ViewPoint

The digital world makes things easier but its purpose is not benign

Before my dad would let me borrow his car he insisted I first pass my driving test and take a course in basic car mechanics. The sort of get you home type of course. This all seemed quite sensible, even to an 18-year-old teenager. 

On my first date in the car on a  ride out in the country at night the exhaust pipe broke at the manifold and the engine sounded like a jet plane. I managed to limp into a local garage and 2 hours later with a combination of jubilee clips, old coke cans and some quick-drying gas leak cement I had it fixed, I was ecstatic, my date less so.

Because the biggest money-laundering failings in the world are let through by the big banks…they seem to assume that all their customers are potential criminals. We are mostly not.

I can still fix an old car or boat engine but don’t have a clue with a modern or electric car where it seems nothing can be fixed without a computer, a software update and possible a bit of hardware. It’s a tow home now rather than a roadside fix.

The same can be said for much of the modern digital experience. The reality is less appealing than the promise. I am no Luddite and I have yet to smash up a machine that I thought threatened my job. But that may be because they haven’t got a machine that can replace a professional layabout. I am sure Elon Musk is working on a prototype!

In theory, the digital world means almost everything can happen online. Your data is supposedly securely stored and many goods and services can be reached without the need to go to a shop or office. You can’t yet eat or have sex online but both can be ordered there and delivered to your home. And for some can be vicariously enjoyed there. I still prefer the real thing.

The problem with the online digital world is it’s built for a seamless experience to sell you something and tends to fail miserably either by default or design when things don’t go according to plan. The ubiquitous Amazon allows you to buy almost anything online and get it delivered the next day, It mostly works quite well. Cancellations and returns are not too onerous and do not require a PhD in techno-speak to accomplish.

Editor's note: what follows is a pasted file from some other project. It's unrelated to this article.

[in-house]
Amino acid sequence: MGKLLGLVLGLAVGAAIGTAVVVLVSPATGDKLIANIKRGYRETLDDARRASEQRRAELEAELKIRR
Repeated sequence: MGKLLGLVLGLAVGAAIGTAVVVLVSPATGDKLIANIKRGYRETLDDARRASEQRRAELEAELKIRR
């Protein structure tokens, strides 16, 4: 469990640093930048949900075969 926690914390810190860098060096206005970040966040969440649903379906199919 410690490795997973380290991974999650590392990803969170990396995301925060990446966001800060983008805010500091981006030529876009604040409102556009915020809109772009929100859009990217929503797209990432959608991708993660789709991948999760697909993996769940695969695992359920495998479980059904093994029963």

At the other extreme are budget airlines. You can book at any time and from anywhere to get a flight from here to there, wherever here and there may be. Try cancelling. Almost impossible. You will then need to send and hand-deliver a written letter to their office in The Isle of Skye which is open from 12 to 2 on a Tuesday when it’s not closed for lunch. It’s always closed for lunch! As for the FAQs when you do have a problem. There is almost a 100% certainty that your problem is not one of them!

Because the biggest money-laundering failings in the world are let through by the big banks (see the fines on HSBC, Nat West and Santander just to name a few) they seem to assume that all their customers are potential criminals. We are mostly not. 

Now to get access to your money or move it around you need to provide all sorts of digital information and then numeric codes sent to your phone or email. Get one of them wrong and you get locked out. This just happened to me with my Metro App account. To fix it, guess what? I have to go into a store or use the new code they’re posting to me. Not a great solution when I am halfway across France! So much for digital efficiency.

In the digital world people can and do steal your data, as, despite all the firewalls, it isn’t that well protected. Your entire life can be turned into a dystopian experience as criminals steal your identity, spend all your money and leave your digital trail along the way leaving you alone to provide evidence that it wasn’t you. Good luck with that.

A digital literary trail is also a modern problem. All the stupid things you might have said as a juvenile or practically all the inane things that most politicians now say is forever online to catch you out, embarrass and humiliate you. Make a statement online, evidence-based or just floating in vitriol about Gender, Cancellation culture or such sensitive subjects and you will receive a torrent of abuse in return.

The Algorithms of Facebook and other online media platforms do a poor job in editing out malicious lies, falsehoods and prejudicial “other facts”. Without quality editing and fact searching, the preserve of the better parts of the traditional media.

We now live in a real-time digital world where we have tested and seemingly proven the Nazi statement attributed to  Joseph Goebbels that- “Repeat a lie often enough and it becomes the truth”.  Donald Trump, Vladimir Putin and Boris Johnson seem to be effective contemporary contributors to this concept.

 The digital world is here to stay. It sometimes makes life easier but its purpose is not benign. Its underlying purpose is to extract all your information and to sell stuff to you and sometimes your data to others. You have been warned.

Ian Morely is the founder of Wentworth Hall, a London-based family office investment and consulting firm

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